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Using Your 401(k) To Buy A House: A Guide

8-Minute Read
Published on November 17, 2020
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If you’ve been thinking about buying a home, you’re likely dreaming of that ensuite bathroom, fenced yard, kitchen for entertaining, all the bells and whistles. But then, that dream might come to an abrupt halt as you realize the cold truth that you are about to make an incredible financial commitment – and the first step will be coming up with quite a pile of money to give your lender for the down payment.

But, hey, you may be thinking ... you already have a pile of money just sitting there waiting, right in your retirement account. It might make you start wondering if you could (and should) use your 401(k) to buy a house. Let’s examine the pros and cons and see whether that’s a good financial choice.

Can You Use Your 401(k) To Buy A House?

Retirement accounts are just that: money that’s being set aside for you to use in your golden years. And if you've been carefully saving, you might be wondering if it’s OK to tap those funds to use for something right now, like a home purchase, given that it’s an investment in its own right.

One of the most common type of retirement plans is the 401(k), which is often offered by companies to their workers. It provides an easy way to earmark some of your salary for retirement savings, along with the tax benefits that a 401(k) brings. You’ll be setting aside money without paying taxes right now and then will pay the taxes when you withdraw it, which ideally will be when you’ re in a lower tax bracket than you are in now. In many cases, companies also match up to part of your personal savings, which is another reason that 401(k) accounts are so popular, since that’s essentially “free money.”

But those funds have been set aside specifically for your retirement savings, which means that if your plan allows you to withdraw it earlier, you’ll pay a penalty, along with the taxes you owe given your current tax bracket. There’s usually the potential to borrow from it, though, which may be a better option. (Note that you typically cannot borrow from an IRA plan, which is another type of retirement savings plan.)

So, while you can use your 401(k) for first time home purchase in most cases; the question is whether you should.

Borrowing Against Your 401(k)

So can you use your 401(k) to buy a house, and more importantly, should you? Yes, the money is technically yours so you can use it for anything you want or need it for, including as a 401(k) first-time home buyer.

While you can withdraw your money from the 401(k) plan in some cases, such as financial hardship, it can be more financially advantageous to borrow instead. But you do need to be aware of some of the potential downsides. Here are some questions to ask:

Does My 401(k) Allow Me To Borrow?

That, of course, is the first thing to find out, so check with your employer or HR department to see if your 401(k) plan allows loans.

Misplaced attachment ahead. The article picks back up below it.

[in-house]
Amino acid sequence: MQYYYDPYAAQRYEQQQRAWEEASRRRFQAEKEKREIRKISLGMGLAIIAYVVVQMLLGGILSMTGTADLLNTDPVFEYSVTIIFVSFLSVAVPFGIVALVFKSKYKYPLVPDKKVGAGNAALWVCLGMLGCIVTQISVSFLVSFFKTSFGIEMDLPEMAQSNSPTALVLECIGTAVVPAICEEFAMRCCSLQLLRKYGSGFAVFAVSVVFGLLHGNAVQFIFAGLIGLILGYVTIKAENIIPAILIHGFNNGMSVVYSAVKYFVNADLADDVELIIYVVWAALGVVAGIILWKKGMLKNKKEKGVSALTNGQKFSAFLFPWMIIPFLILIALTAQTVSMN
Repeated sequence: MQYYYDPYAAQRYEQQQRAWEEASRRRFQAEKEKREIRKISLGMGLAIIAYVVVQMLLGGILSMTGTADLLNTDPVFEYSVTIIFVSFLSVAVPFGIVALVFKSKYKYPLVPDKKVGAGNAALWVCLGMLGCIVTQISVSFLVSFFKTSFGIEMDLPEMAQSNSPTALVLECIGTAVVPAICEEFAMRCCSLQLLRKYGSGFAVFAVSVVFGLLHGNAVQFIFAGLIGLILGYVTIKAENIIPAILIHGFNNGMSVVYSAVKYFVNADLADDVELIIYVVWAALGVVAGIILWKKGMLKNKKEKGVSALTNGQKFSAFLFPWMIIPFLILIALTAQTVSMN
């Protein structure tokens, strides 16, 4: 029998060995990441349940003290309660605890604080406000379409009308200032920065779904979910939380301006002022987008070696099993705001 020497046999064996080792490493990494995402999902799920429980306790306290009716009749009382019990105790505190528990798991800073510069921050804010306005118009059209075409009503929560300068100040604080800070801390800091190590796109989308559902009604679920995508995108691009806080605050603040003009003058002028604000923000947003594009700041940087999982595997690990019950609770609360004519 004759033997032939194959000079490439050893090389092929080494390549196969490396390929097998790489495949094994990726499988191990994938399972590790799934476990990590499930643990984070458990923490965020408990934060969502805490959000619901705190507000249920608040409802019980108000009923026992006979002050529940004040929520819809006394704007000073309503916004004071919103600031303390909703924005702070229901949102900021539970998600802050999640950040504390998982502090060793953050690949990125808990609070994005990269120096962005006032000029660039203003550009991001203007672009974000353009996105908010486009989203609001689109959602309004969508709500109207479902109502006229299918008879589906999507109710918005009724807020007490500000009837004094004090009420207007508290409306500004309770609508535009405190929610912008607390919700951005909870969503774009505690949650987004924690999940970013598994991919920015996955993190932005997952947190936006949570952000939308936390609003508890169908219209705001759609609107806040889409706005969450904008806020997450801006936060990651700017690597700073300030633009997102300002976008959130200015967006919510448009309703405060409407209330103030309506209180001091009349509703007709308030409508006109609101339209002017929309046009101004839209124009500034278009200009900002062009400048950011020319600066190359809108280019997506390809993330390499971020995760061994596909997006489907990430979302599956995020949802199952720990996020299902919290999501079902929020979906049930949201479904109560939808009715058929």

What Are The Penalties, Fees, Or Taxes Involved In Borrowing From Your 401(k)?

If you borrow the money, you’ll be required to repay the loan, typically within 5 years. You’ll be paying interest while you do it, which is generally at the interest rate of 2 points over “prime rate.” But the interest will be used to pay yourself, which makes it a bit less onerous. However, remember these loans are paid with after-tax dollars so you’re missing out on the tax benefits that make 401(k) accounts so attractive in the first place.

And note that if you use a 401(k) loan and then leave your job, the full amount must be repaid before you file taxes for the year in which you left your job (for example, if you leave your job in December, you only have until the following April 15 or whenever Tax Day falls to pay it back). If you don’t, it's considered a withdrawal, which means it will be taxed at ordinary income tax rates.

What Are The Penalties, Fees, Or Taxes Involved In Withdrawing From Your 401(k)?

If your plan allows you to withdraw the funds, rather than borrowing, you won’t have to pay them back, but you’ll experience a 10% early-withdrawal fee if you are under the age of 59 ½. That can be a big bite, especially when it’s accompanied by the taxes you must pay on the amount owed.

What Are The Borrowing Limits For A 401(k)? 

In general, you can only borrow up to 50% of your vested account balance or $50,000, whichever is less. Some plans may offer an exception if your balance is less than $10,000; you may be allowed to withdraw the entire amount. With a withdrawal, there are no limits on the amount, assuming your plan allows you to do so.

What Are The Pros?

Besides allowing you to make a purchase you might otherwise not be able to make, borrowing from your 401(k) is basically borrowing from yourself, rather than another lender. That means that you might not be losing as much money on interest payments as you would if you got the funds via another means.

What Are The Cons?

Besides the fees, your employer will likely stop their side of the match, if they were making one. Even when you’re paying yourself back, they won’t consider those funds a new “contribution” and therefore won’t match it. It also might make it more difficult to qualify for a mortgage, as it can affect your debt-to-income ratio, but be sure to shop around to find a lender who will offer you the best program that fits your financial needs. And of course, you’ll lose out on the compound interest your money would have been earning if you’d left it in the account.

Of course, if you decide to withdraw rather than borrow from your 401(k), the main con is the giant tax hit you will suffer.

Using Your 401(k) For A First-Time Home Purchase